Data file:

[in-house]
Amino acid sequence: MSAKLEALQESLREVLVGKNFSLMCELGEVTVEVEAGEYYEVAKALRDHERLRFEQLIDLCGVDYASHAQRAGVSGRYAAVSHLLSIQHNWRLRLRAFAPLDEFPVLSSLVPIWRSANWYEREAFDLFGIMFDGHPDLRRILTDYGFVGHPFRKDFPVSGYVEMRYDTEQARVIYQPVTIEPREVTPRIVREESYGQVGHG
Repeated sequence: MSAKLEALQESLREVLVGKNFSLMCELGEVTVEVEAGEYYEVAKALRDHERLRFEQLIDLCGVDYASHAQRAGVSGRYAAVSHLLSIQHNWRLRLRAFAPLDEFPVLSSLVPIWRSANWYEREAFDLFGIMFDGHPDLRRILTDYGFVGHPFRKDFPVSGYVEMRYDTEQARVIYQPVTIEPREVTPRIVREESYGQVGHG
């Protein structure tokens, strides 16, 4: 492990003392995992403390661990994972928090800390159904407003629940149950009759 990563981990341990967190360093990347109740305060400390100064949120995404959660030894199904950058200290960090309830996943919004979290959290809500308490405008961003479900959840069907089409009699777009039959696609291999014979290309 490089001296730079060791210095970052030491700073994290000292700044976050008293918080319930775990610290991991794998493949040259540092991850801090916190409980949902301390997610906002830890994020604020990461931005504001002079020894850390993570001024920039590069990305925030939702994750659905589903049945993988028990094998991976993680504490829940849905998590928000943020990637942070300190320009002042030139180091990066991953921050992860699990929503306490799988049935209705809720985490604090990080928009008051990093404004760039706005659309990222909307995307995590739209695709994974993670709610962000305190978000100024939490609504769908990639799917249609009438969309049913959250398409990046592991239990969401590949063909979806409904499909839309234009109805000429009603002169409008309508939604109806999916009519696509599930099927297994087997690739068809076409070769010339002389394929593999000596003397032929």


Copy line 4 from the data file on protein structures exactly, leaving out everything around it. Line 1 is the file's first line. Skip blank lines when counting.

């Protein structure tokens, strides 16, 4: 492990003392995992403390661990994972928090800390159904407003629940149950009759 990563981990341990967190360093990347109740305060400390100064949120995404959660030894199904950058200290960090309830996943919004979290959290809500308490405008961003479900959840069907089409009699777009039959696609291999014979290309 490089001296730079060791210095970052030491700073994290000292700044976050008293918080319930775990610290991991794998493949040259540092991850801090916190409980949902301390997610906002830890994020604020990461931005504001002079020894850390993570001024920039590069990305925030939702994750659905589903049945993988028990094998991976993680504490829940849905998590928000943020990637942070300190320009002042030139180091990066991953921050992860699990929503306490799988049935209705809720985490604090990080928009008051990093404004760039706005659309990222909307995307995590739209695709994974993670709610962000305190978000100024939490609504769908990639799917249609009438969309049913959250398409990046592991239990969401590949063909979806409904499909839309234009109805000429009603002169409008309508939604109806999916009519696509599930099927297994087997690739068809076409070769010339002389394929593999000596003397032929």